Treatment for a chronic condition which commonly affects cancer sufferers is being improved thanks to a partnership between Teesside University and a North-East hospice.
The University has worked with Teesside Hospice to develop an education package for healthcare professionals to address the management of complex lymphoedema.
The Continuous Professional Development (CPD) modules have been developed in conjunction with Macmillan Cancer Support in response to a lack of education nationally about how to treat the condition.
Staff from the hospice will upskill colleagues in the management of lymphoedema through completion of a 20 credit module, which has been accredited and quality-controlled by the University.
Lymphoedema is caused by a problem with the lymphatic system and causes swelling in the body’s tissues – most commonly the arms and legs.
Although there is no cure for the condition, the symptoms can be managed by skin care, exercise and movement, compression and specialist massage.
Teesside Hospice runs a lymphoedema clinic which treats both cancer and non-cancer related lymphoedema.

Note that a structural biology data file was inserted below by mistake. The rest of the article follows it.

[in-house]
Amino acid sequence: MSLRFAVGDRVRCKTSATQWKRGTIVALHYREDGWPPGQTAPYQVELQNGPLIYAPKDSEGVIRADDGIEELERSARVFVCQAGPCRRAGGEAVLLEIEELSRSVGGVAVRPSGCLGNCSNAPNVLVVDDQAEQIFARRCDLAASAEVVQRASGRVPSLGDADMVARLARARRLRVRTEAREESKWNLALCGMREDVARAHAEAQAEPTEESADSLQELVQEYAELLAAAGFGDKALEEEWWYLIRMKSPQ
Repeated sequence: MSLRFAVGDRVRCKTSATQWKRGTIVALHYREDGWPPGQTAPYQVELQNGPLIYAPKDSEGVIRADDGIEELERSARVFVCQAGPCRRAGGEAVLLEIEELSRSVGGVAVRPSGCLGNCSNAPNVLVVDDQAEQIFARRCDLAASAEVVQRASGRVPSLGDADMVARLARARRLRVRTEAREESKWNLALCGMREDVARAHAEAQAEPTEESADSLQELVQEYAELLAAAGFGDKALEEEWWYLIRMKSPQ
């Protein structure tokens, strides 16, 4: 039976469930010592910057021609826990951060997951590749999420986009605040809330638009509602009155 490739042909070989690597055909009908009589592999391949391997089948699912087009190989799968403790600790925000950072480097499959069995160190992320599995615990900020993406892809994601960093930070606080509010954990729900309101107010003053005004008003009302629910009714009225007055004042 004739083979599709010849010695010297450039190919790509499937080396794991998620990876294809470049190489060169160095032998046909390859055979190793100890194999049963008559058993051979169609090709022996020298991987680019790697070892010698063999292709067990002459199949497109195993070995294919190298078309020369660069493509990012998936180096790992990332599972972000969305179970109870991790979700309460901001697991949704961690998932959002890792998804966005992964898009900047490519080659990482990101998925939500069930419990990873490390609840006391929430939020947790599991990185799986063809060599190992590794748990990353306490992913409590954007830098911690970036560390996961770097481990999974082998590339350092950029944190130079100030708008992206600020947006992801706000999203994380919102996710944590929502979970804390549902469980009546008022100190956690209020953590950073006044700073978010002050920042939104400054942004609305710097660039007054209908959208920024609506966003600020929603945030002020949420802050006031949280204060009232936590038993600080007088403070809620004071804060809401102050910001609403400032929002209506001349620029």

The 10 day course of study will provide the opportunity to learn the theory and practice of advanced skills in the management of lymphoedema.
Module content will also explore the lack of public awareness, poor professional knowledge, delayed diagnosis and inappropriate treatment resulting in a significant impact on practice. Other practice-related issues including a poor understanding of treatment options among practitioners, a lack of evidence-based practice as well as difficulties associated with managing psychosocial problems and of ensuring concordance with treatment will also be addressed.
Teesside University’s School of Health & Social Care is renowned for its expertise in end-of-life and palliative care.
Students from the school recently organised a two-day conference on end of life care which attracted experts from across the region.
Linda Nelson, Associate Dean (Enterprise and Business Engagement) of the School of Health & Social Care, said: “We already enjoy an extremely fruitful partnership with Teesside Hospice, with many of our students working on placements there.
“Successful treatment of lymphoedema can have an extremely positive impact on sufferers and staff at the hospice are renowned for their expertise in this regard.
“We were very pleased to work with the hospice to develop modules which will provide increased knowledge and skills for even more healthcare professionals across the country to enable them to manage the condition successfully.”
For more information on service offered by Teesside Hospice visit www.teessidehospice.org.
Further details on courses and services offered by the School of Health and Social Care at Teesside University can be found at www.tees.ac.uk/health&socialcare